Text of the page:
5. How much time do I have to decide whether to seek compensation?
    In Wisconsin, the law gives you three years before a lawsuit must be filed. This is called the Statute of Limitations. There is no reason to wait, however, and many reasons why you should act promptly. Witnesses move away and forget details. Skid marks and vehicle damage will fade or be repaired. Also, unexplained gaps in medical treatment may create problems later on. The best practice is for you to get qualified, experienced legal help to get through this process.
  6. How can I preserve my credit rating while medical bills pile up?
    The best way to preserve your credit rating is to submit your bills promptly to your own health insurance coverage. Do not wait to submit medical bills to the other drivers insurance company when the claim ultimately settles six months or a year later. It's better for you to promptly submit the bills to your own health and your own auto insurance "medical pay" coverage. Let the insurance companies work out later who will be responsible. It is better to use the resources you have to arrange for bills to be paid NOW rather than have continuing damage done to your credit rating because payment of medical bills is delayed.
  7. Should I use my own health or auto insurance to pay medical bills?
    First, use your health insurance. Often they pay 80% or 90% of your bills, and there may be a deductible. Second, we can use the Medical Pay coverage from your auto insurance as a back-up to pay the co-pays and deductibles not covered by your health plan.
  8. What kind of documentation do I need from my doctor?
    You will need three things from your doctor in order to settle your personal injury claim. If you don't have these materials available, a qualified attorney will know how to help you:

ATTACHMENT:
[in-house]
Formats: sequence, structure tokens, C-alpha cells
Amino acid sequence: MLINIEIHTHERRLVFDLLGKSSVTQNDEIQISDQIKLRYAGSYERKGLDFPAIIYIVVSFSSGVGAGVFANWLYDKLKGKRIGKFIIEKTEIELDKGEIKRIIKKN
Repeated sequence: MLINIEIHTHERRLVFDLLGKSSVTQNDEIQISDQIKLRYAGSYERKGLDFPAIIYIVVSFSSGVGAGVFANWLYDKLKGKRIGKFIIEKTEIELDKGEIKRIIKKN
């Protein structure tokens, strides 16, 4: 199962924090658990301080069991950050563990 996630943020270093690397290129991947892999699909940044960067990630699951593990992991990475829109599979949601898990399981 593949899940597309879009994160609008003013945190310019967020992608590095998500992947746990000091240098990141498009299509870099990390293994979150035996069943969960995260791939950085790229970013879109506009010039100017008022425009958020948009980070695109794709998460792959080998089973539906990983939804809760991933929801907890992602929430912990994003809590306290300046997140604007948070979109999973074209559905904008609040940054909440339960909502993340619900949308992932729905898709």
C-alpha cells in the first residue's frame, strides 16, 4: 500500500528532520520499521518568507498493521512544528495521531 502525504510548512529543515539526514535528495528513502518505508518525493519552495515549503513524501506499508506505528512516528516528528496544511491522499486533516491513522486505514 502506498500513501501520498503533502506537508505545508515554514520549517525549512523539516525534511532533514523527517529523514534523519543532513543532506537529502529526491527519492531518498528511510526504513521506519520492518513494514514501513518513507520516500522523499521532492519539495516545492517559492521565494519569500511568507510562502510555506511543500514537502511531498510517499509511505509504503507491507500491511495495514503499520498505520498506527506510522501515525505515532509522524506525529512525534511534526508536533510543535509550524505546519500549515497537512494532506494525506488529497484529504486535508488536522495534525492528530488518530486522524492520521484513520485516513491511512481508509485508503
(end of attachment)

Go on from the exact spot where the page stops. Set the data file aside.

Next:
• A copy of your doctor's records that document your injuries, his or her diagnosis, and your progress towards recovery.
    • A copy of your medical bills that are related to the treatment for your accident.
    • If the doctor believes you have a permanent injury, you will need a medical note or report from your doctor stating that your injury is permanent. You will probably not be compensated for a permanent injury without a doctor's report stating that your injury is permanent and that it was caused by your accident
  9. What can I do to keep my job?
    Make sure to ask your doctor, during your appointments, whether you can return to work on full duty or on restricted duty. If he or she places restrictions or limitations on your work activity, ask your doctor to put these in writing so you can provide a copy to your employer. Be sure to stay in contact with your employer during any period you will be away from work. Keep your employer in the loop about your progress and about when you expect to return to the workplace. This lets them know you want to keep your job. This usually prevents your employer from thinking about replacing you, as long as they know when you are likely to return.